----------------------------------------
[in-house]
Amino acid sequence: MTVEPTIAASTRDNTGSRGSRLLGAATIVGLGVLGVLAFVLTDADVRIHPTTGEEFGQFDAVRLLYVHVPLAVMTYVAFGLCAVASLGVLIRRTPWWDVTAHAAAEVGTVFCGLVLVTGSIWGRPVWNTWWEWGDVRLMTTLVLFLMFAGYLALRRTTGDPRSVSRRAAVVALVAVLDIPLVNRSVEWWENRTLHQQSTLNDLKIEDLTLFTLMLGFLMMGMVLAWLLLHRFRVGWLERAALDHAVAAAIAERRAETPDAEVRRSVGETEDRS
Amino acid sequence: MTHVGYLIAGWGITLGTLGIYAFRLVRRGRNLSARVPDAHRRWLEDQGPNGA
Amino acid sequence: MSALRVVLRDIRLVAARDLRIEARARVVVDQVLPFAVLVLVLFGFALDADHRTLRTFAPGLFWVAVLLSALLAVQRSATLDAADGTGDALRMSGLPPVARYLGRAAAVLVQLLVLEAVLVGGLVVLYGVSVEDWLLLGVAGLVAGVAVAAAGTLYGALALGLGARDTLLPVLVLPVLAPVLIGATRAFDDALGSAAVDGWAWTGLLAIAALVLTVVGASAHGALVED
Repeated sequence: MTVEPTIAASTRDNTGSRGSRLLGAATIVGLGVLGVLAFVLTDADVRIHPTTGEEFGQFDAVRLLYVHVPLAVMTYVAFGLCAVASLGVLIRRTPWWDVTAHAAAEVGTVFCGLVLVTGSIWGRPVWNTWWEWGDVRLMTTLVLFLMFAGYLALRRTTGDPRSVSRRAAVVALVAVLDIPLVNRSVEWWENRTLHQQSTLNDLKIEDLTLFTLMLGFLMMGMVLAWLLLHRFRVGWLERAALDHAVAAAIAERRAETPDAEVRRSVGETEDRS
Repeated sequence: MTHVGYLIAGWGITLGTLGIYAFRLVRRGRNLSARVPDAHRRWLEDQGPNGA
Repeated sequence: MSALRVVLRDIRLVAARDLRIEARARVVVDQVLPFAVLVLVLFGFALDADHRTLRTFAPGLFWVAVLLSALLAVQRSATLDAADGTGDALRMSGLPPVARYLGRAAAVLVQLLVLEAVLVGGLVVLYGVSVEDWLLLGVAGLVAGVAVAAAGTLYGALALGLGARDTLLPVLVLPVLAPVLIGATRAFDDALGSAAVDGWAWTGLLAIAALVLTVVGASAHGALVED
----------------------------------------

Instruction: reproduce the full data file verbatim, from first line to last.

[in-house]
Amino acid sequence: MTVEPTIAASTRDNTGSRGSRLLGAATIVGLGVLGVLAFVLTDADVRIHPTTGEEFGQFDAVRLLYVHVPLAVMTYVAFGLCAVASLGVLIRRTPWWDVTAHAAAEVGTVFCGLVLVTGSIWGRPVWNTWWEWGDVRLMTTLVLFLMFAGYLALRRTTGDPRSVSRRAAVVALVAVLDIPLVNRSVEWWENRTLHQQSTLNDLKIEDLTLFTLMLGFLMMGMVLAWLLLHRFRVGWLERAALDHAVAAAIAERRAETPDAEVRRSVGETEDRS
Amino acid sequence: MTHVGYLIAGWGITLGTLGIYAFRLVRRGRNLSARVPDAHRRWLEDQGPNGA
Amino acid sequence: MSALRVVLRDIRLVAARDLRIEARARVVVDQVLPFAVLVLVLFGFALDADHRTLRTFAPGLFWVAVLLSALLAVQRSATLDAADGTGDALRMSGLPPVARYLGRAAAVLVQLLVLEAVLVGGLVVLYGVSVEDWLLLGVAGLVAGVAVAAAGTLYGALALGLGARDTLLPVLVLPVLAPVLIGATRAFDDALGSAAVDGWAWTGLLAIAALVLTVVGASAHGALVED
Repeated sequence: MTVEPTIAASTRDNTGSRGSRLLGAATIVGLGVLGVLAFVLTDADVRIHPTTGEEFGQFDAVRLLYVHVPLAVMTYVAFGLCAVASLGVLIRRTPWWDVTAHAAAEVGTVFCGLVLVTGSIWGRPVWNTWWEWGDVRLMTTLVLFLMFAGYLALRRTTGDPRSVSRRAAVVALVAVLDIPLVNRSVEWWENRTLHQQSTLNDLKIEDLTLFTLMLGFLMMGMVLAWLLLHRFRVGWLERAALDHAVAAAIAERRAETPDAEVRRSVGETEDRS
Repeated sequence: MTHVGYLIAGWGITLGTLGIYAFRLVRRGRNLSARVPDAHRRWLEDQGPNGA
Repeated sequence: MSALRVVLRDIRLVAARDLRIEARARVVVDQVLPFAVLVLVLFGFALDADHRTLRTFAPGLFWVAVLLSALLAVQRSATLDAADGTGDALRMSGLPPVARYLGRAAAVLVQLLVLEAVLVGGLVVLYGVSVEDWLLLGVAGLVAGVAVAAAGTLYGALALGLGARDTLLPVLVLPVLAPVLIGATRAFDDALGSAAVDGWAWTGLLAIAALVLTVVGASAHGALVED